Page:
Special Event: 'The Morsy Administration’s One Year in Power: What Went Wrong and Who's to Blame?' A Panel Discussion with Amr Darrag, Former Minister of Planning and International Cooperation, 2012-2013; founding member and Chairman of the Foreign Relations Committee of the Freedom and Justice Party; Secretary General of the 2012 Constituent Assembly; Chairman, Egyptian Institute for Political and Strategic Studies 2014- date; Mohamed Almohandes, Member of the Supreme Council of the Egypt Strong Party, headed by presidential candidate Abdel Moneim Aboul Fotouh; served as spokesman of the party and participated in the National Dialogue, and Saif Abdel Fattah, Former senior adviser to President Mohamed Morsi, and former Professor of political science, Cairo University.

Sarah Leah Whitson, executive director of Human Rights Watch's Middle East and North Africa Division, oversees the work of the division in 19 countries, with staff located in 10 countries. She has led dozens of advocacy and investigative missions throughout the region, focusing on issues of armed conflict, accountability, legal reform, migrant workers, and political rights. She has published widely on human rights issues in the Middle East in international and regional media, including The New York Times, Foreign Policy, The Los Angeles Times, and CNN. She appears regularly on Al-Jazeera, BBC, NPR, and CNN. Before joining Human Rights Watch, Whitson worked in New York for Goldman, Sachs & Co. and Cleary, Gottlieb, Steen & Hamilton. She graduated from the University of California, Berkeley and Harvard Law School. Whitson is a member of the Council on Foreign Relations. She speaks Armenian and Arabic.

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Nancy Kricorian

Fall 2015 Writer-in-Residence

Special Workshop Title: Life Stories: Transforming Family and Oral Histories into Narrative Non-Fiction and Fiction

Special Event: Art and Memory: Looking Back and Moving Forward on the Centennial of the Armenian Genocide, A Panel Event with photographer Diana Markosian and artist Silvina Der Meguerditchian, moderated by Hrag Vartanian, founder of Hyperallergic, on November 9, 2015.  

Nancy Kricorian is a New York City-based writer and activist. She is the author of the novels Zabelle, Dreams of Bread and Fire, and most recently All The Light There Was, which is set in the Armenian community of Paris during World War II. Her poetry and essays have been published in Guernica Magazine, The Minnesota Review, The Mississippi Review, Parnassus, and Women’s Studies Quarterly, among other periodicals.  She has been the recipient of a New York Foundation for the Arts Fellowship, The Anahid Literary Award, a Gold Medal of the Writers Union of Armenia, and the Daniel Varoujan Prize of the New England Poetry Club, among other honors. She participated in the 2010 Palestine Festival of Literature and is a fellow of Columbia University’s Women Mobilizing Memory Workshop. She has taught at Barnard, Columbia, Yale, Rutgers and Queens Colleges, as well as with Teachers and Writers Collaborative in the New York City Public Schools.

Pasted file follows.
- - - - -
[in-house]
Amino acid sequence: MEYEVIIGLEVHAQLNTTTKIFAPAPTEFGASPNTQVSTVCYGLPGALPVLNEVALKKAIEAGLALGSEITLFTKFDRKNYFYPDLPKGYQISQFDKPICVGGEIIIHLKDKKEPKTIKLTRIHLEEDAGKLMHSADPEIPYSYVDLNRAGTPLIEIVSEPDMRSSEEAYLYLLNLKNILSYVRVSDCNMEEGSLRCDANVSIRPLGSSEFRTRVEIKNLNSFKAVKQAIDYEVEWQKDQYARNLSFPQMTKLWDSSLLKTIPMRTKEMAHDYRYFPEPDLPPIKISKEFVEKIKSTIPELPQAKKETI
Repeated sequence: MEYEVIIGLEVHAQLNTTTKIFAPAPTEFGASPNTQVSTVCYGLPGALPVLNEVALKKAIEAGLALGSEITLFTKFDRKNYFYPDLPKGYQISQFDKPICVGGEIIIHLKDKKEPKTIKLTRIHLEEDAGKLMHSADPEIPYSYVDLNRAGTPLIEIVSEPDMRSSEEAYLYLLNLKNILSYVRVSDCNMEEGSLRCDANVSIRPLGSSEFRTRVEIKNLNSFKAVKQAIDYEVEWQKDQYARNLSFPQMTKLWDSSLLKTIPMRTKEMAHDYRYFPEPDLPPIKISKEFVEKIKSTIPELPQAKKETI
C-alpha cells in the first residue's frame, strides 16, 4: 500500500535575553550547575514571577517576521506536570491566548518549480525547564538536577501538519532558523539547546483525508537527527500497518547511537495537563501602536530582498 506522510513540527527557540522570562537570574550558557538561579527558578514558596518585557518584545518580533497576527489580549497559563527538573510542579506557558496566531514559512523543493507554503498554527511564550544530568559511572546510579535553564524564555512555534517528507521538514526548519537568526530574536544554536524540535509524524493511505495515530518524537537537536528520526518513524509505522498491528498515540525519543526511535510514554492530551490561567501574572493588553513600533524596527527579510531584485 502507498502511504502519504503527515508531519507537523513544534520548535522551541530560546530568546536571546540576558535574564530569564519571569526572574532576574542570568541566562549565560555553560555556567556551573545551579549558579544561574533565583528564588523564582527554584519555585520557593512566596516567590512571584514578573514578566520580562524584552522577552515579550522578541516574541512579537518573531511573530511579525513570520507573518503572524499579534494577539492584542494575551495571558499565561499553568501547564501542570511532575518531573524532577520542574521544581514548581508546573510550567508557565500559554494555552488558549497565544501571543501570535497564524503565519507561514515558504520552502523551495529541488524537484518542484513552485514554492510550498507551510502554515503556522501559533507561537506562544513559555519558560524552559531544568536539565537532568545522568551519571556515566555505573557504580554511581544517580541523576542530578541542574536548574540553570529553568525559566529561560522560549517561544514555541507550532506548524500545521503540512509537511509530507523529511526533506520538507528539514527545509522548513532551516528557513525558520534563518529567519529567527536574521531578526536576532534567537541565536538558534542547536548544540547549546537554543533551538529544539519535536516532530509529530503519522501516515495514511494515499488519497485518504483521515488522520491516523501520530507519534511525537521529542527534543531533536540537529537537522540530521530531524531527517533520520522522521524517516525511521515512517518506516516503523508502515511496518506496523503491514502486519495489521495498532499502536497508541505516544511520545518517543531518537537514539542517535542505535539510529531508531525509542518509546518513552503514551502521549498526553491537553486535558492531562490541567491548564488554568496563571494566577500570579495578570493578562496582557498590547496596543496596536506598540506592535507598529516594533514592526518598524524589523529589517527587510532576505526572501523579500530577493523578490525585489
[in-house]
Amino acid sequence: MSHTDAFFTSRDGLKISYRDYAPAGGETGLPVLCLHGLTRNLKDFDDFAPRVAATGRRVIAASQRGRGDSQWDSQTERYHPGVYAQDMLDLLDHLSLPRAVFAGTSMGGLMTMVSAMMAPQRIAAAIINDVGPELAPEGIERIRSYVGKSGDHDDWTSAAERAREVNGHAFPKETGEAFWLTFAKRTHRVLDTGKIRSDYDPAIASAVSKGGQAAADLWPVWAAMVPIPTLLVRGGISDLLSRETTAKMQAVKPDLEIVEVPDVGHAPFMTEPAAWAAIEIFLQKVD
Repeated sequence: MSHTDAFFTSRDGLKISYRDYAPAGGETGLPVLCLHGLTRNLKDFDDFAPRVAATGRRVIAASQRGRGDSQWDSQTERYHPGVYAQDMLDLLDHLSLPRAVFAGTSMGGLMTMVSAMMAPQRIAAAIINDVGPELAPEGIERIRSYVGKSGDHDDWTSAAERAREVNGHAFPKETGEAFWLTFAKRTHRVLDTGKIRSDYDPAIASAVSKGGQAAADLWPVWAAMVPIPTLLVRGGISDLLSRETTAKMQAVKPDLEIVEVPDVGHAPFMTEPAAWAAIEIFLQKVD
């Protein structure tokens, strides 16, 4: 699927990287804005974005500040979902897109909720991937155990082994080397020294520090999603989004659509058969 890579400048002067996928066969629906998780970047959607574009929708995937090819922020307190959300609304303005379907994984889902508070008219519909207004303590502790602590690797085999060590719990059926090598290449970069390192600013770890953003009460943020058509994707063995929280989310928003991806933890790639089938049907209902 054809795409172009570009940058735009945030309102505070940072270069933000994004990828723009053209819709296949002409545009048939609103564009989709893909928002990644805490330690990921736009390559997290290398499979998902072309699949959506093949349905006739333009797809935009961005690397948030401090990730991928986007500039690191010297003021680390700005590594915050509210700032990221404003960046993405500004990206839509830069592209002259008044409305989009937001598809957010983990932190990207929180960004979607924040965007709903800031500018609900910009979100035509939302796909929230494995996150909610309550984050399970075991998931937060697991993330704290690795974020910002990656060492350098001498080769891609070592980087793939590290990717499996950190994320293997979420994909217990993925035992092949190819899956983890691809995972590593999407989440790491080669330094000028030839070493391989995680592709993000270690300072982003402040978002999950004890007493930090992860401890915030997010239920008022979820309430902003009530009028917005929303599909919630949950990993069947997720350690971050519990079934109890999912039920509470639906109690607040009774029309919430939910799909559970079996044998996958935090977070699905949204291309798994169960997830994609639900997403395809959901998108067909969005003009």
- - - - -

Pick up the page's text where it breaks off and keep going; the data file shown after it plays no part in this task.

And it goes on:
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Adam Shatz

Spring 2015 Journalist-in-Residence

Special Workshop Title: Writing for a Non-Academic Audience

Special Event: 'What Went Wrong in Syria?,' A Panel Discussion with Mohammad Bazzi (Journalism, NYU), Steven Heydemann (U.S. Institute for Peace), George Saghir, and Lisa Wedeen (Political Science, University of Chicago) on April 30, 2015.  

Adam Shatz is a contributing editor at The London Review of Books and a contributor to The New York Times Magazine, The New York Review of BooksThe New Yorker, and other publications. Previously, he was a fellow at the Dorothy and Lewis B. Cullman Center for Writers and Scholars. Raised in Massachusetts, he studied history at Columbia University and has lived in New York City since 1990.